Complete radio programming and automation solution. Sourcefabric’s Airtime is now available as a dedicated appliance built over TurnKey Linux’s LAPP stack. ISO is available here, as is the patch from which the ISO is derived. Appliance includes webmin, shellinabox, ssh, and of course Apache2 and postgres - all built over Ubuntu’s Lucid.
To be held in Silver Spring, Maryland at Chelsea School (a short walk from Silver Spring Metro). 2:00pm to 4:45 pm. On exhibit other contemporary distros; all versions of Precise, except server. Lists of people favorite post install procedures.
Please signal boost and share. Any questions? Want to RSVP?
Guess which country is the only country left that imposes life without the possibility of parole to juveniles
If you guessed America - give yourself a cookie. According to the Human Rights Watch campaign:
The United States is now the only country in the world that imposes this sentence on youth for crimes committed under age 18.
The number of youth sentenced to life without parole in the US has risen to 2,570. 
The number of youth sentenced to life without parole in California increased from 227 to 301. 
Want to play guess the socio-economic status? I bet this quiz is too easy for you.
As long as private prisons spend millions a year lobbying for tougher and mandatory sentencing people will be given unreasonable terms in prison. When did the idea of rehabilitation completely dissipate from our collective conscious? Do we really think juveniles are incorrigible, that they will never grow up or change?
I work with juveniles, and yes, they may seem incorrigible. They all seem to have moments when logic and reason do not apply to them. And, that is the key, they all seem to have these moments - a lot. They tend to be reactory. What a surprise, teenagers tend to act like teenagers and make mistakes. In truth, all people, no matter their age, have moments of complete stupidity. But, as we age, these moments are more fleeting, most of us gain more control. We change. I am not the same person I was at 5, 15, or 25. I am not the person I will be at 35, 45, or 55. Why does it seem to obvious to me? People do horrible things. But, a horrible act at the age of 16, can not be the only defining moment of a person who lives to 80.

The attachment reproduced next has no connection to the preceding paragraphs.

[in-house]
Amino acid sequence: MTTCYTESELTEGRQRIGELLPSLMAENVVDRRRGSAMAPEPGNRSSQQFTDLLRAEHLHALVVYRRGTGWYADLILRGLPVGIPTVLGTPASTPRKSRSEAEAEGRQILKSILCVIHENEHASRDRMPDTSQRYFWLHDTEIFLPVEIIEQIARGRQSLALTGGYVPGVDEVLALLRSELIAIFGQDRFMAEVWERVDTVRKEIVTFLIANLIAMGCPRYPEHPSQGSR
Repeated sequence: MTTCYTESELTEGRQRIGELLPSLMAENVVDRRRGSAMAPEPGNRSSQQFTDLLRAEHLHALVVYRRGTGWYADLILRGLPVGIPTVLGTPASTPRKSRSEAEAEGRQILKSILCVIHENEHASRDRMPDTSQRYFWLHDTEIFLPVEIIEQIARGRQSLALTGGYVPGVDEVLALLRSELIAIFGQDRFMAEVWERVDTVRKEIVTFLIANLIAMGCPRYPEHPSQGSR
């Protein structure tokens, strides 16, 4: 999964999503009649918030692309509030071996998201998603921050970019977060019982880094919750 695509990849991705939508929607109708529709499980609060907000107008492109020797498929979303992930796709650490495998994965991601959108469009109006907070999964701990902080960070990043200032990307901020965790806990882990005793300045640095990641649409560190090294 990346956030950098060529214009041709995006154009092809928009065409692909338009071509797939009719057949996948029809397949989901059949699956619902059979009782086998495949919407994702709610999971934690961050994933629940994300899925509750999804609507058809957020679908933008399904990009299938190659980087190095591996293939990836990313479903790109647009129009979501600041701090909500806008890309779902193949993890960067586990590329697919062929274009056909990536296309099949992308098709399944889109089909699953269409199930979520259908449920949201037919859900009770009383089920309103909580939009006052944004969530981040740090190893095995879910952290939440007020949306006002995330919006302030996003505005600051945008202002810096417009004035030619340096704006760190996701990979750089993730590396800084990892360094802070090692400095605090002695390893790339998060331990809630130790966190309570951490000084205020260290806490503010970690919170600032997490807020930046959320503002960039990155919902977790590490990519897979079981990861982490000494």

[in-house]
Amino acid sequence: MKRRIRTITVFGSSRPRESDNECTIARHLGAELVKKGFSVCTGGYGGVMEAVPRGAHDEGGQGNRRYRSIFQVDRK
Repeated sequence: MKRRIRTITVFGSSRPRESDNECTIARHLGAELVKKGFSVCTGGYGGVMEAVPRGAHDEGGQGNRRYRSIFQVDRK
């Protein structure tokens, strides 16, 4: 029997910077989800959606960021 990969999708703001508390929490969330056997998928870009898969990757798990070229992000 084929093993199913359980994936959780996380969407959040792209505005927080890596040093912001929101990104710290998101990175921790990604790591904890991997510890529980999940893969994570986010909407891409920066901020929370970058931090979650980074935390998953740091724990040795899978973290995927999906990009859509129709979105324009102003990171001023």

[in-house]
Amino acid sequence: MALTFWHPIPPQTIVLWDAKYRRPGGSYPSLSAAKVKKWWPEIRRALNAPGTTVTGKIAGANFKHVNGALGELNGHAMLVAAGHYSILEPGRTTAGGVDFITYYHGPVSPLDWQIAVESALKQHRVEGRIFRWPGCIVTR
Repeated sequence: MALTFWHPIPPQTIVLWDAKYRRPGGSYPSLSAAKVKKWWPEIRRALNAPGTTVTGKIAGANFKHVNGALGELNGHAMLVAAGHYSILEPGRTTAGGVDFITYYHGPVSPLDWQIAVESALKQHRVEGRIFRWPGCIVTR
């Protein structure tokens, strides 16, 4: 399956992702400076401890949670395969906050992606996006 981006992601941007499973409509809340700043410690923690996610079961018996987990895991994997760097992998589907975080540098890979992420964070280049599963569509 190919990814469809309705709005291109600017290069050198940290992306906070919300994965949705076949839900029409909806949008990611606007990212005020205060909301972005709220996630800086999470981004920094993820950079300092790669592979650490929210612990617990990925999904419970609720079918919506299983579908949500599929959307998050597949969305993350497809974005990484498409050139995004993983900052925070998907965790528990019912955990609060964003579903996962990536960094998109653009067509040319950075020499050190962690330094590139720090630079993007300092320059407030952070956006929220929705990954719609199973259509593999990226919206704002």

“The U.S. and its Western allies are sure to do whatever they can to prevent authentic democracy in the Arab world. To understand why, it is only necessary to look at the studies of Arab opinion conducted by U.S. polling agencies. Though barely reported, they are certainly known to planners. They reveal that by overwhelming majorities, Arabs regard the U.S. and Israel as the major threats they face: the U.S. is so regarded by 90% of Egyptians, in the region generally by over 75%. Some Arabs regard Iran as a threat: 10%. Opposition to U.S. policy is so strong that a majority believes that security would be improved if Iran had nuclear weapons — in Egypt, 80%. Other figures are similar. If public opinion were to influence policy, the U.S. not only would not control the region, but would be expelled from it, along with its allies, undermining fundamental principles of global dominance.”—Noam Chomsky: Article (via stay-human)
“Gates may have given away nearly $30 billion, but that still leaves him sitting at the top of the Forbes list of the richest Americans, with $53 billion. His 66,000-square-foot high-tech lakeside estate near Seattle is reportedly worth more than $100 million. Property taxes are about $1 million. Among his possessions is the Leicester Codex, the only handwritten book by Leonardo da Vinci still in private hands, for which he paid $30.8 million in 1994. Has Bill Gates done enough? More pointedly, you might ask: if he really believes that all lives have equal value, what is he doing living in such an expensive house and owning a Leonardo Codex? Are there no more lives that could be saved by living more modestly and adding the money thus saved to the amount he has already given?”—Peter Singer (via azspot)